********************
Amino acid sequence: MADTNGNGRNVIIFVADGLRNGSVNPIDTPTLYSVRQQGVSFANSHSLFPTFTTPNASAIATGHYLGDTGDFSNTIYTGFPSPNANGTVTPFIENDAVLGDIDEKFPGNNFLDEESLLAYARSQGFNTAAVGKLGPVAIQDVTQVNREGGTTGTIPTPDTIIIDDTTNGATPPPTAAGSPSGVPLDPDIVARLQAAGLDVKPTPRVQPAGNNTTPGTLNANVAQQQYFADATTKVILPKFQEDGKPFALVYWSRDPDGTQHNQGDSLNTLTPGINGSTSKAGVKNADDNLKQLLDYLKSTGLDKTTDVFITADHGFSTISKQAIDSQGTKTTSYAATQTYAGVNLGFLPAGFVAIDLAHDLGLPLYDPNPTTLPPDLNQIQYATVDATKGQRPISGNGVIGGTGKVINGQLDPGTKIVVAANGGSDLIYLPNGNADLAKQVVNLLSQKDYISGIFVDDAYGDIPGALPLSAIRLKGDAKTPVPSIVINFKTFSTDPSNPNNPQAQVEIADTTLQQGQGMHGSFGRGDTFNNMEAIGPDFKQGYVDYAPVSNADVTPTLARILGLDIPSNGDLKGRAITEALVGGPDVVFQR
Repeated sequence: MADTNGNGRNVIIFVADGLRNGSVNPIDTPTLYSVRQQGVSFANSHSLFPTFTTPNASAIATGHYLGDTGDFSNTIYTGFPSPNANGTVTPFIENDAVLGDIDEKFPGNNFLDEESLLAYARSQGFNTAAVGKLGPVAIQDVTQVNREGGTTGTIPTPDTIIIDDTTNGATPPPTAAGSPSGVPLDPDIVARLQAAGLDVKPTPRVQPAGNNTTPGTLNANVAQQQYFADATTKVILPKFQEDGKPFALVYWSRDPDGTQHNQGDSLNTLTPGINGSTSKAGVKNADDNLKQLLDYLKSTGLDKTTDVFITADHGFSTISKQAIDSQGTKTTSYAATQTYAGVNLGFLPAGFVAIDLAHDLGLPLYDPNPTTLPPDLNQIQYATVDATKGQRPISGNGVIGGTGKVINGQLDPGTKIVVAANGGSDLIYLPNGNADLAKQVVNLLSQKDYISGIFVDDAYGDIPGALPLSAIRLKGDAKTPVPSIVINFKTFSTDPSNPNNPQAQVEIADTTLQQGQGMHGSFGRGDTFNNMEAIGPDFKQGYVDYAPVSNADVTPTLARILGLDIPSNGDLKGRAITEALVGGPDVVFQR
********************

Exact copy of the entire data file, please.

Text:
Amino acid sequence: MADTNGNGRNVIIFVADGLRNGSVNPIDTPTLYSVRQQGVSFANSHSLFPTFTTPNASAIATGHYLGDTGDFSNTIYTGFPSPNANGTVTPFIENDAVLGDIDEKFPGNNFLDEESLLAYARSQGFNTAAVGKLGPVAIQDVTQVNREGGTTGTIPTPDTIIIDDTTNGATPPPTAAGSPSGVPLDPDIVARLQAAGLDVKPTPRVQPAGNNTTPGTLNANVAQQQYFADATTKVILPKFQEDGKPFALVYWSRDPDGTQHNQGDSLNTLTPGINGSTSKAGVKNADDNLKQLLDYLKSTGLDKTTDVFITADHGFSTISKQAIDSQGTKTTSYAATQTYAGVNLGFLPAGFVAIDLAHDLGLPLYDPNPTTLPPDLNQIQYATVDATKGQRPISGNGVIGGTGKVINGQLDPGTKIVVAANGGSDLIYLPNGNADLAKQVVNLLSQKDYISGIFVDDAYGDIPGALPLSAIRLKGDAKTPVPSIVINFKTFSTDPSNPNNPQAQVEIADTTLQQGQGMHGSFGRGDTFNNMEAIGPDFKQGYVDYAPVSNADVTPTLARILGLDIPSNGDLKGRAITEALVGGPDVVFQR
Repeated sequence: MADTNGNGRNVIIFVADGLRNGSVNPIDTPTLYSVRQQGVSFANSHSLFPTFTTPNASAIATGHYLGDTGDFSNTIYTGFPSPNANGTVTPFIENDAVLGDIDEKFPGNNFLDEESLLAYARSQGFNTAAVGKLGPVAIQDVTQVNREGGTTGTIPTPDTIIIDDTTNGATPPPTAAGSPSGVPLDPDIVARLQAAGLDVKPTPRVQPAGNNTTPGTLNANVAQQQYFADATTKVILPKFQEDGKPFALVYWSRDPDGTQHNQGDSLNTLTPGINGSTSKAGVKNADDNLKQLLDYLKSTGLDKTTDVFITADHGFSTISKQAIDSQGTKTTSYAATQTYAGVNLGFLPAGFVAIDLAHDLGLPLYDPNPTTLPPDLNQIQYATVDATKGQRPISGNGVIGGTGKVINGQLDPGTKIVVAANGGSDLIYLPNGNADLAKQVVNLLSQKDYISGIFVDDAYGDIPGALPLSAIRLKGDAKTPVPSIVINFKTFSTDPSNPNNPQAQVEIADTTLQQGQGMHGSFGRGDTFNNMEAIGPDFKQGYVDYAPVSNADVTPTLARILGLDIPSNGDLKGRAITEALVGGPDVVFQR